NRA Bankruptcy Case Dismissal is a Stark Reminder of Good-Faith Filing Requirement in Chapter 11
Chapter 11 bankruptcy offers corporate debtors many benefits, including the automatic stay, discharge of debts, rejection of unfavorable contracts and promise of a fresh start. However, along with these and other benefits come corresponding responsibilities, such as the requirement to file and prosecute a Chapter 11 case in good faith.
The good-faith requirement is intended to prevent abuse of Chapter 11 bankruptcy by those seeking to use it for reasons other than its primary purpose: to enable debtors to restructure debts and obtain a fresh start despite debt problems while treating creditors fairly.
If a debtor does not file in good faith, a bankruptcy judge can—as the National Rifle Association recently learned—dismiss the case.
The NRA Case
In August 2020, the New York Attorney General (“NYAG”) filed a complaint seeking dissolution of the National Rifle Association. The NRA subsequently filed a Chapter 11 case on January 15, 2021. Several parties in interest filed motions seeking dismissal of the NRA’s case for cause under section 1112(b) of the Bankruptcy Code or the appointment of a chapter 11 trustee or an examiner.
In its opinion dismissing the NRA’s case, the court concluded, “the question the Court is faced with is whether the existential threat facing the NRA is the type of threat that the Bankruptcy Code is meant to protect against. The Court believes it is not.” In re: National Rifle Association of America and Sea Girt LLC, Case No. 21-30085, D.I. 740 (Bankr. N.D.Tex. May 11, 2021).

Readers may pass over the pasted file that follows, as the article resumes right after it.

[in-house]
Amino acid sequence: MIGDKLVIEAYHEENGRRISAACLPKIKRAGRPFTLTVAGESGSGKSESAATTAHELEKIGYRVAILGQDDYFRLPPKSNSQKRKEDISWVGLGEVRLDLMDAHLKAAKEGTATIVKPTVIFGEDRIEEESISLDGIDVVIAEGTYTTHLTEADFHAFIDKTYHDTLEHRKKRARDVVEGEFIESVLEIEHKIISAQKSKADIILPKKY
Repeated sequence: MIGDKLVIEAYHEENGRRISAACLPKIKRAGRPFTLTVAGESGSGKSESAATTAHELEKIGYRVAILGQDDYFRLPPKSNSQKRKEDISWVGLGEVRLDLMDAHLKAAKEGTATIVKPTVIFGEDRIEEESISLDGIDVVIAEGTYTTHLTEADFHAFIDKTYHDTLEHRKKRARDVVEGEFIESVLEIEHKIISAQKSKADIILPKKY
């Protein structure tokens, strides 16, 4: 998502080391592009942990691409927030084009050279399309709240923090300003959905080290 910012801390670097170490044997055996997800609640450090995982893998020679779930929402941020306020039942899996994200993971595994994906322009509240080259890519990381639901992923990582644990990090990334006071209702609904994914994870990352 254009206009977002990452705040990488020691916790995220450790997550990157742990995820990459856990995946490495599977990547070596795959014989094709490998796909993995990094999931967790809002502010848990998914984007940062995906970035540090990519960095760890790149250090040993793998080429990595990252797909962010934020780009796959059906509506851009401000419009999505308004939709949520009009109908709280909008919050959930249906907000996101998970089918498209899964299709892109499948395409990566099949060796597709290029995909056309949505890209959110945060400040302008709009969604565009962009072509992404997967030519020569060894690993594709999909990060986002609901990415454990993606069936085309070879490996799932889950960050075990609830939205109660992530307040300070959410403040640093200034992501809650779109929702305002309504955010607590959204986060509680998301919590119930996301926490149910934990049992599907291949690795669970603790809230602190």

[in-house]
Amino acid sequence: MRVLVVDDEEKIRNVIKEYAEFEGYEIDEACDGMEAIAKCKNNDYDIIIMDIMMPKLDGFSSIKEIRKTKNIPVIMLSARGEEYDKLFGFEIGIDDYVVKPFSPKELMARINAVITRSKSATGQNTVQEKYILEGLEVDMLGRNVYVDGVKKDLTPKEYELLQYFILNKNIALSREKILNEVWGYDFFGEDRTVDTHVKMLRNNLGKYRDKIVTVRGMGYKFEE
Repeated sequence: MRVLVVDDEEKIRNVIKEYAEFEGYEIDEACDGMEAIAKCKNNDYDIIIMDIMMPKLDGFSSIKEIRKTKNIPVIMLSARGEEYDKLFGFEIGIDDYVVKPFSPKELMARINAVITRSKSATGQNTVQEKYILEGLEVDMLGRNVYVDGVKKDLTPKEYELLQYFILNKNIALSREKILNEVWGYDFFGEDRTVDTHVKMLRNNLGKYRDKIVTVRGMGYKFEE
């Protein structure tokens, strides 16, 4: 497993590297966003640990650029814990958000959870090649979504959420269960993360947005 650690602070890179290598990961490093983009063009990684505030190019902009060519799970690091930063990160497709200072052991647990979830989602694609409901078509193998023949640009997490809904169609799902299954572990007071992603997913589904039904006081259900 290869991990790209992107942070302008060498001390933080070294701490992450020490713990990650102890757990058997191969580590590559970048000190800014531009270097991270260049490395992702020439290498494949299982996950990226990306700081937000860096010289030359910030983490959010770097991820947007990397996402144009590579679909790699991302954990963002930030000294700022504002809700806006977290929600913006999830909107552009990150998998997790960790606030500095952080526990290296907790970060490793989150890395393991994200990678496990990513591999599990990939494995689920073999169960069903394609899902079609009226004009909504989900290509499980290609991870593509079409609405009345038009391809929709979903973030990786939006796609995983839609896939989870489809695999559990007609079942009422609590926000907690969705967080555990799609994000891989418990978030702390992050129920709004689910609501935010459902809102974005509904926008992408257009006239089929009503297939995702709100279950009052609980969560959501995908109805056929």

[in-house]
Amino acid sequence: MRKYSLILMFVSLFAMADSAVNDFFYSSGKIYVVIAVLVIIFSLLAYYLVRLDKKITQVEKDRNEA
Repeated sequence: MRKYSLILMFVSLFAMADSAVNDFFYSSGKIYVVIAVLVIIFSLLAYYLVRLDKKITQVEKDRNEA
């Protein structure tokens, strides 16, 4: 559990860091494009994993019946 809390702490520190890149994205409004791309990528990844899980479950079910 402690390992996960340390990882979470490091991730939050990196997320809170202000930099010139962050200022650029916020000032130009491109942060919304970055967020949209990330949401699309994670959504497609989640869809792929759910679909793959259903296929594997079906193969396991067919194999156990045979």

The court found that, instead of using the bankruptcy courts for their intended purposes, the NRA filed bankruptcy to avoid dissolution. The court’s statement calls attention to the fundamental fact that the bankruptcy court is the proper forum for specific circumstances and should not be used as an instrument to evade claims and judgements in regulatory actions. The court’s conclusion shows the way the good faith requirement is used by the courts as a means to uphold the purpose of the bankruptcy process.
The Good Faith Requirement
While bankruptcy cases are typically easy to file, they do not always stick. In some instances, questions arise about what motivated a filing which may result in a court dismissing a debtor’s case entirely. Under section 1112(b) of the Bankruptcy Code, the court may dismiss a bankruptcy case “for cause.”